When I was working at Synopsys, a marketing director took the trouble to come to my office late on a Friday afternoon to express his concern that our company's focus on system-on-chip (SoC) was missing the market reality. "Only 3 percent of chips currently would be described as SoCs!" he lamented. He was concerned that I and my co-conspirators were going to drag the company down the tubes with an SoC focus.
We stayed way too late that night drawing chip diagrams on the white board and trying to define the key elements of an SoC. In retrospect, we all spent way too much time debating what an SoC was and not enough time trying to figure out how to build one. I get a sinking feeling the industry is making the same mistake all over again with platforms. So let's get the "what'' out of the way now so we can get onto the "how'' before it's too late.
You've heard the challenges (and their acronyms) before: DSM, mixed signal, HW/SW, million-dollar mask sets and TTM. It all adds up to the simple fact that design of an SoC is risky and expensive. Some of my colleagues look at the mounting costs and announce the end of silicon as we've known it. I counter that you can't focus on costs alone. Increasingly, large markets await ICs devices successfully meeting the needs of the market, and the resulting revenues will more than compensate for the higher costs of development and manufacture.
Create a platform
The straightforward way to deal with the economics of the situation is to amortize the cost of an IC design over many design wins. How do you do that? Create a platform. My colleague, Alberto Sangiovanni-Vincentelli, describes a platform as "a layer of abstraction with two views: The upper view is the abstraction of the design below so that an application could be developed on the abstraction without referring to the lower levels of abstraction. The lower view is the set of rules that integrates components as part of the platform." At the Gigascale Silicon Research Center (GSRC) we've identified three important types of platforms for integrated circuits: architectural platforms, silicon implementation platforms and technology platforms. I'm going to focus on my own hobbyhorse: the architectural platform.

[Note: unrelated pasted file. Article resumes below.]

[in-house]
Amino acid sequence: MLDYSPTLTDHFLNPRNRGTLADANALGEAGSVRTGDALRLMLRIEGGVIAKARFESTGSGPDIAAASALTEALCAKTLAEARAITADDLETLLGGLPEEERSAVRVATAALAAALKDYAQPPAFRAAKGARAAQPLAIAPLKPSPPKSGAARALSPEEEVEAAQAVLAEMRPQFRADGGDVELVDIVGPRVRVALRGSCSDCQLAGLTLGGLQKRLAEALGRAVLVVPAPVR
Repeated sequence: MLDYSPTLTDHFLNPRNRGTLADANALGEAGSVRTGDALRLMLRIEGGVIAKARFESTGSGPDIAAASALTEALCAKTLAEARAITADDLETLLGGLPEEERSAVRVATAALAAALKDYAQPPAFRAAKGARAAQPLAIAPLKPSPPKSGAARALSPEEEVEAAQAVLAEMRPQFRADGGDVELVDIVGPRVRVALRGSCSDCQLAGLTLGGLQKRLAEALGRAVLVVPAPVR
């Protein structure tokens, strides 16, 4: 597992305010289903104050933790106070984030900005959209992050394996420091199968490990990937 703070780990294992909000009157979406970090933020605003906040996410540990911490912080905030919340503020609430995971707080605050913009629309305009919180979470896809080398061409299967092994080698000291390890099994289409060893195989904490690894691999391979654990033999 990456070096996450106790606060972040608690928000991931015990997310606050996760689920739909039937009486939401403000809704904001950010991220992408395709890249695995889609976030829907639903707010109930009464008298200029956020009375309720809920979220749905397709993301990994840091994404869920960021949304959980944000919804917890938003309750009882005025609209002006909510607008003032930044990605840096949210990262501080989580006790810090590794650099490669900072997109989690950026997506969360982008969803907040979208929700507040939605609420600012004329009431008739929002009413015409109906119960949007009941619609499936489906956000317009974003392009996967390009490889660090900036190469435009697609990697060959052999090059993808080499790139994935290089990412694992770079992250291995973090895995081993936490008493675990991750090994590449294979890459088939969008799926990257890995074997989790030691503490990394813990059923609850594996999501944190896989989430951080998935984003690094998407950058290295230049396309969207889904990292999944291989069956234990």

First let's ask: Is the notion of an architectural platform just a new name for the old familiar SoC? I don't think so. An SoC is most often just a haphazard collection of parts. How do you design and program an SoC? Exactly the way you designed and programmed the parts. There is no abstraction layer whatsoever. The ad hoc approach to SoC design simply cannot scale with Moore's Law because it does not sufficiently reduce the complexity of SoC design.
By contrast, in an architectural platform the integrated circuit has an abstraction layer that unifies the underlying components. In my own view, this abstraction layer will take a very particular form: a programming model. In other words, successful architectural platforms of the future will most often be highly or fully programmable devices, and the platform will be deployed with a single integral programming model. A successful programming model must be usable by the system developer and must be supported by a development environment that will allow for achieving system performance constraints. A successful programming model abstracts the 20 percent of the underlying device that is required to get 80 percent of the performance.
A successful programming model may or may not be a conventional programming language, and the target device may or may not be an assemblage of conventional processors. The use of Matlab and Simulink in the Xilinx System Generator for DSP presents an interesting alternative for programming FPGAs. The key point is that the entire underlying device may be programmed in a single integral fashion. Software development environments using attractive programming models are certain to become differentiating features among programmable platforms. The "software-development environment as afterthought'' era of integrated circuit design is rapidly drawing to a close.
In summary, system functionality will increasingly be implemented on programmable platforms. Successful programmable platforms will be those offering a programming environment that abstracts the key characteristics of the device in a way that is natural for the system developer and offers the developer sufficient visibility into the device so that performance can be tuned as required. The migration of system functionality out of ASICs and on to programmable platforms will have a significant impact on both the IC and EDA industries.
Kurt Keutzer is a professor of EE and computer science at U.C. Berkeley.